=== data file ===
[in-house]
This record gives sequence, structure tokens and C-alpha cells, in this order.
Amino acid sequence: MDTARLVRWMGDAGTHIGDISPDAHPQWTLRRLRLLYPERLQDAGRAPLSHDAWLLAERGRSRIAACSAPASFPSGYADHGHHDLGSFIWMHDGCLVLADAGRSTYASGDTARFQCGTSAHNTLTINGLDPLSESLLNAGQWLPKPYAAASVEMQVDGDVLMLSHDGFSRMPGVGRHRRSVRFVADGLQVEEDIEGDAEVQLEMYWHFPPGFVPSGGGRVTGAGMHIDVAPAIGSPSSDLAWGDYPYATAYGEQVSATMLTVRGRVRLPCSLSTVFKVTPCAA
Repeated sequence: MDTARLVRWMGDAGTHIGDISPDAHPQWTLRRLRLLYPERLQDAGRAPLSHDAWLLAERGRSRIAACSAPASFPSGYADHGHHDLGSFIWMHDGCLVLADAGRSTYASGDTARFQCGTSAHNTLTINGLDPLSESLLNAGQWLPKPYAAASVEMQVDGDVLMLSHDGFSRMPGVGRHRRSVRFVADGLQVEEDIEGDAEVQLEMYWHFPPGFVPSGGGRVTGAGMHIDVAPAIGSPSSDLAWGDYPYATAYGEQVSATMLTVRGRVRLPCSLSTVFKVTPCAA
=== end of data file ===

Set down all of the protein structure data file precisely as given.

[in-house]
This record gives sequence, structure tokens and C-alpha cells, in this order.
Amino acid sequence: MDTARLVRWMGDAGTHIGDISPDAHPQWTLRRLRLLYPERLQDAGRAPLSHDAWLLAERGRSRIAACSAPASFPSGYADHGHHDLGSFIWMHDGCLVLADAGRSTYASGDTARFQCGTSAHNTLTINGLDPLSESLLNAGQWLPKPYAAASVEMQVDGDVLMLSHDGFSRMPGVGRHRRSVRFVADGLQVEEDIEGDAEVQLEMYWHFPPGFVPSGGGRVTGAGMHIDVAPAIGSPSSDLAWGDYPYATAYGEQVSATMLTVRGRVRLPCSLSTVFKVTPCAA
Repeated sequence: MDTARLVRWMGDAGTHIGDISPDAHPQWTLRRLRLLYPERLQDAGRAPLSHDAWLLAERGRSRIAACSAPASFPSGYADHGHHDLGSFIWMHDGCLVLADAGRSTYASGDTARFQCGTSAHNTLTINGLDPLSESLLNAGQWLPKPYAAASVEMQVDGDVLMLSHDGFSRMPGVGRHRRSVRFVADGLQVEEDIEGDAEVQLEMYWHFPPGFVPSGGGRVTGAGMHIDVAPAIGSPSSDLAWGDYPYATAYGEQVSATMLTVRGRVRLPCSLSTVFKVTPCAA